At 10:00 pm PST the DNS change will come into effect and all the traffic will be redirected to the new boxes in Production. There is a one-hour TTL on the old DNS so you may see some funkiness if you try to access some apps between 10:00 pm PST and 11:00 pm PST depending on what piece of the overall path (origin server, cached content in the CDN, etc.) to delivering your app and its content is still from the old config or already swapped to the new one.

At 11:00 pm PST everything should be back to normal. The old DNS will be inactive. The new hardware and new DNS will be the only one in operation in the Production environment. If you see any issues with your apps after that time, please report it to the dev forum on Silverlight.net or reply to this post.

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miss the days of devdays?  me too.  my team is trying to bring a little of that spark back!  on my team has organized a full-day of developer and architect goodness.  we'll be hosting two events, one in the phoenix, arizona metro area and one in the denver, colorado metro area.  here's the gist:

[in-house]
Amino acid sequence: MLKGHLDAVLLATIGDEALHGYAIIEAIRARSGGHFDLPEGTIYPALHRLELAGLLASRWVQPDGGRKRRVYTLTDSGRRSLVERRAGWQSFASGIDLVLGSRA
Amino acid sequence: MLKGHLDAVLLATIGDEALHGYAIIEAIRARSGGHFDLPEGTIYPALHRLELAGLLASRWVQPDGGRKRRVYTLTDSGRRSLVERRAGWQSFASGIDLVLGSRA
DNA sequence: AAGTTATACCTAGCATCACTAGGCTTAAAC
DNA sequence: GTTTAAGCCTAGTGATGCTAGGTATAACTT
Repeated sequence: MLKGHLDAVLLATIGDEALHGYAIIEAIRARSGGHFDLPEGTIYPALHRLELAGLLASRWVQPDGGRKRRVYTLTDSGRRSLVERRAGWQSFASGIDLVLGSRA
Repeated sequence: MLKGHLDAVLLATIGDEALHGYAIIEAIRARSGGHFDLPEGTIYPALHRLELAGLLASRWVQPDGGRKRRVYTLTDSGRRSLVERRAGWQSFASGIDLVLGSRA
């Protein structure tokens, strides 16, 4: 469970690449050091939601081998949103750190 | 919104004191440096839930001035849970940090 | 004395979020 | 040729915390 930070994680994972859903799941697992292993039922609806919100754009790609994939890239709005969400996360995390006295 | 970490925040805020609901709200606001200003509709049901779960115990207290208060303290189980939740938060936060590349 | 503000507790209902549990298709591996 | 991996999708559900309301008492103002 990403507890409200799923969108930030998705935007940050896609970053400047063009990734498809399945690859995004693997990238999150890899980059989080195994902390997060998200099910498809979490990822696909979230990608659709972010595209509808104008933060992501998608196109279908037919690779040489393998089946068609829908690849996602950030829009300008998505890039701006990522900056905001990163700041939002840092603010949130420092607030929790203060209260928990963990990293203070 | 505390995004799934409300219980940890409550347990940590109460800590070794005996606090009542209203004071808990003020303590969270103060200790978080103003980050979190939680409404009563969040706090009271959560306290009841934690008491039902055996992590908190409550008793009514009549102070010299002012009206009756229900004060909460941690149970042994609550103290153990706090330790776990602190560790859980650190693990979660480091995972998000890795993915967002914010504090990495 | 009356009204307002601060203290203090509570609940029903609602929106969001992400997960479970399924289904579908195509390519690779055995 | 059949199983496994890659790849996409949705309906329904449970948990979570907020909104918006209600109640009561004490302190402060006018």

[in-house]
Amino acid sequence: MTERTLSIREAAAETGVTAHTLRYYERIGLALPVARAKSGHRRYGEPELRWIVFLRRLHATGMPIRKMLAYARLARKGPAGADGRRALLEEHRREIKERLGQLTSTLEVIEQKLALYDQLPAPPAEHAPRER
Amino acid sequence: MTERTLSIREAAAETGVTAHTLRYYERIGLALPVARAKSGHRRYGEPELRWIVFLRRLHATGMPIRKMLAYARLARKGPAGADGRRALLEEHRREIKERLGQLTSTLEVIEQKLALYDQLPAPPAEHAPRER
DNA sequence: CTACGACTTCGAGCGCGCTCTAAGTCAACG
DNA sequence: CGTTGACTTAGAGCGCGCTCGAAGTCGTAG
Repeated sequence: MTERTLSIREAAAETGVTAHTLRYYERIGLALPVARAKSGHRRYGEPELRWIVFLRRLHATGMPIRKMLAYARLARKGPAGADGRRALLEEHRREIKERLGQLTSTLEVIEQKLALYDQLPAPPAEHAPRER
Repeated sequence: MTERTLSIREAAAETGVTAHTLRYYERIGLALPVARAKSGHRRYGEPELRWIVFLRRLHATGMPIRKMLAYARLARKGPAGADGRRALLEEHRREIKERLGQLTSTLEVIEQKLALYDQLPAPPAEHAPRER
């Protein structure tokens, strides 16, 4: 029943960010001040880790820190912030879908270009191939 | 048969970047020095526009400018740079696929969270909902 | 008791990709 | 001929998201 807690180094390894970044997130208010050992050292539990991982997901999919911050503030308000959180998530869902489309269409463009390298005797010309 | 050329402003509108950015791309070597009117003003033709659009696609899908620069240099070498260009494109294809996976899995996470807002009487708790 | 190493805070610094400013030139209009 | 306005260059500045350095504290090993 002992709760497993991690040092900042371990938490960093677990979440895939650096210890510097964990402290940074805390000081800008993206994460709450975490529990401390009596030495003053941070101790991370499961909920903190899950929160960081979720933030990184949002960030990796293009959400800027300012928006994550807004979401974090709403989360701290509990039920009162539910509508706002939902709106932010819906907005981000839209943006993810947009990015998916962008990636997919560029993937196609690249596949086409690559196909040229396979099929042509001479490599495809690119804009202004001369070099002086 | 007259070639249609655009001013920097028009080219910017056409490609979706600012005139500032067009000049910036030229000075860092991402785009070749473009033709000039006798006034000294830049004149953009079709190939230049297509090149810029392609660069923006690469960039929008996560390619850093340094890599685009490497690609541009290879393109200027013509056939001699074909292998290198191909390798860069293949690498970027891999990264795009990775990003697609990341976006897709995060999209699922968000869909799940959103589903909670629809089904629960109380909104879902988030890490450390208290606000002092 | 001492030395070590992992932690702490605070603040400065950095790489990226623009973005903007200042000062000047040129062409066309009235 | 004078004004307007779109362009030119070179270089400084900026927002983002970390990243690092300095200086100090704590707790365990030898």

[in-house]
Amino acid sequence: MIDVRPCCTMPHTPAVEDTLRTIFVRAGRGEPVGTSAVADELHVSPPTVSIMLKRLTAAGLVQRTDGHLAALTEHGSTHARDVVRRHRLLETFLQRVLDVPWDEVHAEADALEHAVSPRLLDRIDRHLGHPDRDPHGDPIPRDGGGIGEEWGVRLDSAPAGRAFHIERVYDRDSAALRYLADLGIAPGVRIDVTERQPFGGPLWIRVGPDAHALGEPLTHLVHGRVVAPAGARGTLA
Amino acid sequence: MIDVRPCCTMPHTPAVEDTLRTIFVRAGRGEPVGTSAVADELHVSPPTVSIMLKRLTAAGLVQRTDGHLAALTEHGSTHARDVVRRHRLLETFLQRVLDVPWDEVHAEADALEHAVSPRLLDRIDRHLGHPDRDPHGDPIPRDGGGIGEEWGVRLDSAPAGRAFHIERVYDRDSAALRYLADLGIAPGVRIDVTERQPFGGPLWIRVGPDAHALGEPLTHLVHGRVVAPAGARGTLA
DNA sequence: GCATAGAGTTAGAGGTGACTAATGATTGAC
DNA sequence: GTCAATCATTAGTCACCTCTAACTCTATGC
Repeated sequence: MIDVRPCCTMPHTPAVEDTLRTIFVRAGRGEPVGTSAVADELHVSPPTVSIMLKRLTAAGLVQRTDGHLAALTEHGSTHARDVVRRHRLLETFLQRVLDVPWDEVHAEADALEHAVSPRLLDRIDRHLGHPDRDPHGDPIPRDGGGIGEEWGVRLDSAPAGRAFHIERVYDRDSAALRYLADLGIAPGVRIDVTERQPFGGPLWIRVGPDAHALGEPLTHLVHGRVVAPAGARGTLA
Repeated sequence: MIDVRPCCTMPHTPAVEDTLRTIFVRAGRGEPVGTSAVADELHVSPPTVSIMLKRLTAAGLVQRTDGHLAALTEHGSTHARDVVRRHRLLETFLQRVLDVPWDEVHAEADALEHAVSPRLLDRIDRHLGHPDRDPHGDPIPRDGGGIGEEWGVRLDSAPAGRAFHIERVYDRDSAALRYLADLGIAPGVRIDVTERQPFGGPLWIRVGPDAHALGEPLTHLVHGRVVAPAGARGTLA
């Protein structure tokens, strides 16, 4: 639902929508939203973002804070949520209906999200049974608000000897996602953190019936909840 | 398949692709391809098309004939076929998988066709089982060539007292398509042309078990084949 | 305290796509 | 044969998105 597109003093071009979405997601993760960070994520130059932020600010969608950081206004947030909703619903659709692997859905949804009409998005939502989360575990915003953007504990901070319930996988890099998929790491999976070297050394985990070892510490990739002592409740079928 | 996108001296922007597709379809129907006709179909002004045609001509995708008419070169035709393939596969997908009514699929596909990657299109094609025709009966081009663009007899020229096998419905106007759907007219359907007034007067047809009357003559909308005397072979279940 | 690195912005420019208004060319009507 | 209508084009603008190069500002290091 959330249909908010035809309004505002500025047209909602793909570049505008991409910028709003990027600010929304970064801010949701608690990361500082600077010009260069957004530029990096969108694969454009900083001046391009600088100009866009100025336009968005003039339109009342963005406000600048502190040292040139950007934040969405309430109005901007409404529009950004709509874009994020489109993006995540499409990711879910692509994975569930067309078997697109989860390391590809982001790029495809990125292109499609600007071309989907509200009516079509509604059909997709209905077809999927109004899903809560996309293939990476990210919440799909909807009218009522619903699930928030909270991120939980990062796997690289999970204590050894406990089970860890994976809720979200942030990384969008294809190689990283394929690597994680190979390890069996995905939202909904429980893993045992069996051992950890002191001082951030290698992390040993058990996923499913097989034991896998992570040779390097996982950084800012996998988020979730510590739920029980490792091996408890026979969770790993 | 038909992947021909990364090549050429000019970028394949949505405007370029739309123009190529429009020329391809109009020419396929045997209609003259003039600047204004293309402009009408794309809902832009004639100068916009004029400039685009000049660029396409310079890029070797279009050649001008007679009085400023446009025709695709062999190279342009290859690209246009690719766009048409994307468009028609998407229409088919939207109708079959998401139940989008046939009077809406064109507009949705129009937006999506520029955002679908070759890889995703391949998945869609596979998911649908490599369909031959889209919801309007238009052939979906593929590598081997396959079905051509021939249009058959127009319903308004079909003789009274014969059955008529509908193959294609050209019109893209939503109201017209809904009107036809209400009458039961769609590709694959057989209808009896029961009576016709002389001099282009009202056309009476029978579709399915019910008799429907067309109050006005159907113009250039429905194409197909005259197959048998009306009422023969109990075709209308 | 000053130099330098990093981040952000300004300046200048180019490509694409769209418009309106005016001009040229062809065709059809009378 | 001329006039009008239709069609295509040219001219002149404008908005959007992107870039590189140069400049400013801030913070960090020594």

keynote: microsoft patterns and practices is being shipped in to talk about what they've produced and the logic behind it!

developer track:

    • exposing and consuming data using the microsoft stack (): take a look at the ado.net entity framework, linq and the ado.net data services (project 'astoria').
    • office as a developer platform (tim heuer): didn't know you could easily write office applications using managed code?  let me show you how easy it is and what visual studio 2008 has done to enable this and make it even easier.
    • what is new in visual basic 9 (): that's right.  beth massi -- if you are a vb'er, you've no doubt heard the name from the vb team.  we convinced her that she needed to be a part of this and she agreed!  come learn from beth all the new goodness that is VB9: xml literals, object initializers, anonymous types, extension methods, lambda expressions and some wicked intellisense improvements!